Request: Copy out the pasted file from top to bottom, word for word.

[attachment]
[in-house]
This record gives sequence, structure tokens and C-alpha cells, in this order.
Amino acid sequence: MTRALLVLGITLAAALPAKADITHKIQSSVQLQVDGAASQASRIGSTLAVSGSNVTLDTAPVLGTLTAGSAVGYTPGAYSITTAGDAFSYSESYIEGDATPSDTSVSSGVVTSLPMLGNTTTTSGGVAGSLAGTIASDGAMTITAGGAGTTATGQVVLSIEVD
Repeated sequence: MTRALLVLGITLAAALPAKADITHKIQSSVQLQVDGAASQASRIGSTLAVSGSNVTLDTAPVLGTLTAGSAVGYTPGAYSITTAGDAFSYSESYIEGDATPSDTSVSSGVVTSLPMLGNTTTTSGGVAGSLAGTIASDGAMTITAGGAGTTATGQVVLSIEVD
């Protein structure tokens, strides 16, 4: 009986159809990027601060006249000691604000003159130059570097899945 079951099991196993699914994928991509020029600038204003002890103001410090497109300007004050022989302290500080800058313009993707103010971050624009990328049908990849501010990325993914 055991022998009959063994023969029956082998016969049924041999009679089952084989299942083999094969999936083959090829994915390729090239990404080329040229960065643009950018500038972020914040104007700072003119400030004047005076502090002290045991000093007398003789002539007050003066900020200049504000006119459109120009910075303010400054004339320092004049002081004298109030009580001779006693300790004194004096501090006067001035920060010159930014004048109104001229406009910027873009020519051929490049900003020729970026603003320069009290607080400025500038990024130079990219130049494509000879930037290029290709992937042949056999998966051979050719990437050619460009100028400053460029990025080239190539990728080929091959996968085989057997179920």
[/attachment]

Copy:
[in-house]
This record gives sequence, structure tokens and C-alpha cells, in this order.
Amino acid sequence: MTRALLVLGITLAAALPAKADITHKIQSSVQLQVDGAASQASRIGSTLAVSGSNVTLDTAPVLGTLTAGSAVGYTPGAYSITTAGDAFSYSESYIEGDATPSDTSVSSGVVTSLPMLGNTTTTSGGVAGSLAGTIASDGAMTITAGGAGTTATGQVVLSIEVD
Repeated sequence: MTRALLVLGITLAAALPAKADITHKIQSSVQLQVDGAASQASRIGSTLAVSGSNVTLDTAPVLGTLTAGSAVGYTPGAYSITTAGDAFSYSESYIEGDATPSDTSVSSGVVTSLPMLGNTTTTSGGVAGSLAGTIASDGAMTITAGGAGTTATGQVVLSIEVD
């Protein structure tokens, strides 16, 4: 009986159809990027601060006249000691604000003159130059570097899945 079951099991196993699914994928991509020029600038204003002890103001410090497109300007004050022989302290500080800058313009993707103010971050624009990328049908990849501010990325993914 055991022998009959063994023969029956082998016969049924041999009679089952084989299942083999094969999936083959090829994915390729090239990404080329040229960065643009950018500038972020914040104007700072003119400030004047005076502090002290045991000093007398003789002539007050003066900020200049504000006119459109120009910075303010400054004339320092004049002081004298109030009580001779006693300790004194004096501090006067001035920060010159930014004048109104001229406009910027873009020519051929490049900003020729970026603003320069009290607080400025500038990024130079990219130049494509000879930037290029290709992937042949056999998966051979050719990437050619460009100028400053460029990025080239190539990728080929091959996968085989057997179920």